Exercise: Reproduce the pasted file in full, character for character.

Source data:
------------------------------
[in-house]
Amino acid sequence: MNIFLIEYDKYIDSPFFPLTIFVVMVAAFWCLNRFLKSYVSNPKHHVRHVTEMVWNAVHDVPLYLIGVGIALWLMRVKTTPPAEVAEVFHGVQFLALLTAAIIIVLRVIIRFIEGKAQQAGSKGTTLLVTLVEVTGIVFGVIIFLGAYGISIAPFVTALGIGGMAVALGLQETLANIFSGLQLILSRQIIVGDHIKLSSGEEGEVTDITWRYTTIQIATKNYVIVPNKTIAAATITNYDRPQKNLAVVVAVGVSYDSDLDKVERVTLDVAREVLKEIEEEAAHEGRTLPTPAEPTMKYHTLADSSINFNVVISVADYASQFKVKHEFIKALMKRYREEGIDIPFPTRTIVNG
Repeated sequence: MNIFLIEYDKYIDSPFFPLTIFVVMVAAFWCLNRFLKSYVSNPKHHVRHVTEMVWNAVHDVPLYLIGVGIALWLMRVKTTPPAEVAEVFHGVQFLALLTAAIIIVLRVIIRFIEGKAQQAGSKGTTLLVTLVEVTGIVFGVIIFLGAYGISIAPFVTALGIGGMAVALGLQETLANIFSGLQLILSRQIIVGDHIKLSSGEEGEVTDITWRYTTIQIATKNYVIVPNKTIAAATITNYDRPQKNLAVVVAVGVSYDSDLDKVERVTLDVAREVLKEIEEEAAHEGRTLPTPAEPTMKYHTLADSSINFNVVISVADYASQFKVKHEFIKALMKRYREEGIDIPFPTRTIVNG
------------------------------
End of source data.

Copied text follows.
[in-house]
Amino acid sequence: MNIFLIEYDKYIDSPFFPLTIFVVMVAAFWCLNRFLKSYVSNPKHHVRHVTEMVWNAVHDVPLYLIGVGIALWLMRVKTTPPAEVAEVFHGVQFLALLTAAIIIVLRVIIRFIEGKAQQAGSKGTTLLVTLVEVTGIVFGVIIFLGAYGISIAPFVTALGIGGMAVALGLQETLANIFSGLQLILSRQIIVGDHIKLSSGEEGEVTDITWRYTTIQIATKNYVIVPNKTIAAATITNYDRPQKNLAVVVAVGVSYDSDLDKVERVTLDVAREVLKEIEEEAAHEGRTLPTPAEPTMKYHTLADSSINFNVVISVADYASQFKVKHEFIKALMKRYREEGIDIPFPTRTIVNG
Repeated sequence: MNIFLIEYDKYIDSPFFPLTIFVVMVAAFWCLNRFLKSYVSNPKHHVRHVTEMVWNAVHDVPLYLIGVGIALWLMRVKTTPPAEVAEVFHGVQFLALLTAAIIIVLRVIIRFIEGKAQQAGSKGTTLLVTLVEVTGIVFGVIIFLGAYGISIAPFVTALGIGGMAVALGLQETLANIFSGLQLILSRQIIVGDHIKLSSGEEGEVTDITWRYTTIQIATKNYVIVPNKTIAAATITNYDRPQKNLAVVVAVGVSYDSDLDKVERVTLDVAREVLKEIEEEAAHEGRTLPTPAEPTMKYHTLADSSINFNVVISVADYASQFKVKHEFIKALMKRYREEGIDIPFPTRTIVNG